The majority of migrants from the developing world are non-skilled, so emigration actually eases the pressure on local labor markets and helps consolidate public finances by relieving social security systems and increasing tax revenues. And remittances can create demand for local products, encouraging sectors like agriculture, construction and banking, and creating employment opportunities.
Ultimately it’s about transferring simple financial resources into long-term investments. Ideally, these positive developments will convince many qualified people to return home, something that can be observed today in Turkey and India.
It’s difficult to say with certainty whether remittances are a force for good or bad. On the macroeconomic level, remittances generally lead to import dependency and cause appreciation of local currencies, commodities and prices, hindering global competitiveness. But it doesn’t have to be this way. The socioeconomic impact of remittances depends on the way they are handled: whether they are entirely consumed or invested. Remittances are predominantly used to cover basic needs, but these basic needs – food, shelter, health services and education – are the best investments for the poor. They have positive, long-lasting consequences and are sustainable in as much as they enhance social inclusion and ownership.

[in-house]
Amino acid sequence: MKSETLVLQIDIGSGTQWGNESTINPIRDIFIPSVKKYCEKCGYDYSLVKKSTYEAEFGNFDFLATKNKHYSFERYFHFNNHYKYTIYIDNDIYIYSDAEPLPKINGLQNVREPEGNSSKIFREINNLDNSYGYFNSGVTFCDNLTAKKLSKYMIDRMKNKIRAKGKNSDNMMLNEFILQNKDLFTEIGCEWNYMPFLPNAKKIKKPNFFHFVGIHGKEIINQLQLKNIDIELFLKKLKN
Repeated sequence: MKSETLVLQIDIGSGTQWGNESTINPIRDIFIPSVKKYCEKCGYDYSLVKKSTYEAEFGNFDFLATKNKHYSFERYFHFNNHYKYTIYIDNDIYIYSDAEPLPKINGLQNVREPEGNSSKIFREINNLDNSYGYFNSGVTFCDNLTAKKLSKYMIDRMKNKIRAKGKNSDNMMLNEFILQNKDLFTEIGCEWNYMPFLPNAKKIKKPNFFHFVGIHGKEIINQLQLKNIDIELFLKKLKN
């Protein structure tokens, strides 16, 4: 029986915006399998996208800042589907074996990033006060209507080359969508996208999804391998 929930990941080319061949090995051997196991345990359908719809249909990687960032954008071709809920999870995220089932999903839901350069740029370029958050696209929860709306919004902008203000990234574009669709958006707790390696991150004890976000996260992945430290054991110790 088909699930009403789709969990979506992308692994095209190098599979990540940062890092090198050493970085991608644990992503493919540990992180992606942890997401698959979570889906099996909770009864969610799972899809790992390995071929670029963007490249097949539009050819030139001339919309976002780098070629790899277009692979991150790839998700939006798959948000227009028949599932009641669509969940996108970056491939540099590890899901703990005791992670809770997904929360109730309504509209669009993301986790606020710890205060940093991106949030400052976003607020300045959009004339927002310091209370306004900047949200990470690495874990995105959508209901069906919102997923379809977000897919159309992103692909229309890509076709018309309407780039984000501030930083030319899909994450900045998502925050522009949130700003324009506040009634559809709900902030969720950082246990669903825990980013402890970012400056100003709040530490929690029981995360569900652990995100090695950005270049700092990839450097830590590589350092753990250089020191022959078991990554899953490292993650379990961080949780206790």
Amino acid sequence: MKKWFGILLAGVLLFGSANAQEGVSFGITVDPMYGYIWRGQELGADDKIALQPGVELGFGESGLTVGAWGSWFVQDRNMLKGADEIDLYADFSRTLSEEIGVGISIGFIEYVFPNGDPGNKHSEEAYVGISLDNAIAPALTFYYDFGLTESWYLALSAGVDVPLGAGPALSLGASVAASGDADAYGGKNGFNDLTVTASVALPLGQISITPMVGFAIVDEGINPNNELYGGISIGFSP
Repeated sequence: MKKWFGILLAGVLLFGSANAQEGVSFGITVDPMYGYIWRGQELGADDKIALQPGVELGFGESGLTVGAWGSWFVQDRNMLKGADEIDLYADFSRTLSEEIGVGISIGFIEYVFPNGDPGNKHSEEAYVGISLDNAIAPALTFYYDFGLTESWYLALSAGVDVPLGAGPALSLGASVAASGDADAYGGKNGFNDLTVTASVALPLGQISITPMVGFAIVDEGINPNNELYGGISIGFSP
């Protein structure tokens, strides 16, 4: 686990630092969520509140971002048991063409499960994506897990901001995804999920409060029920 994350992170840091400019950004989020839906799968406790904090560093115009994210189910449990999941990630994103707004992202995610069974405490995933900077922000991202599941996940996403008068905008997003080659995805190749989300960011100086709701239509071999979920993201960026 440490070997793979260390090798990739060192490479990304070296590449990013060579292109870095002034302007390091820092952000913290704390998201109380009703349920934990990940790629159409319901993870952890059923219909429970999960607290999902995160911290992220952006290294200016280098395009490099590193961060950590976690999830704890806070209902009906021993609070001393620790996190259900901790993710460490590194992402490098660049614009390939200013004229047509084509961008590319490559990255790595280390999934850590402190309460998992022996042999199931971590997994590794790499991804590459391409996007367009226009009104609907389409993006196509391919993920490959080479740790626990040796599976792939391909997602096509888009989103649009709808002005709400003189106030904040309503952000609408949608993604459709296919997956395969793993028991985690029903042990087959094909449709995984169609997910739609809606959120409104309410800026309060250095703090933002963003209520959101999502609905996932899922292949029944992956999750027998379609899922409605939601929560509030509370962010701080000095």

It’s a close argument, but the impact of remittances on long-term economic development seems predominantly positive. As Devesh Kapur, Director of the Center for the Advanced Study of India puts it, money inflows from abroad can be “the new mantra for development“. In a roundabout way, the economic progress that comes from the financial and social contributions of migrants could lead to an eventual decrease in emigration and an increase in return migration. Combined with an investment-friendly remittance policy that encourages transparency and competition, and which cuts high taxes, this approach could eventually result in continuous, sustainable growth.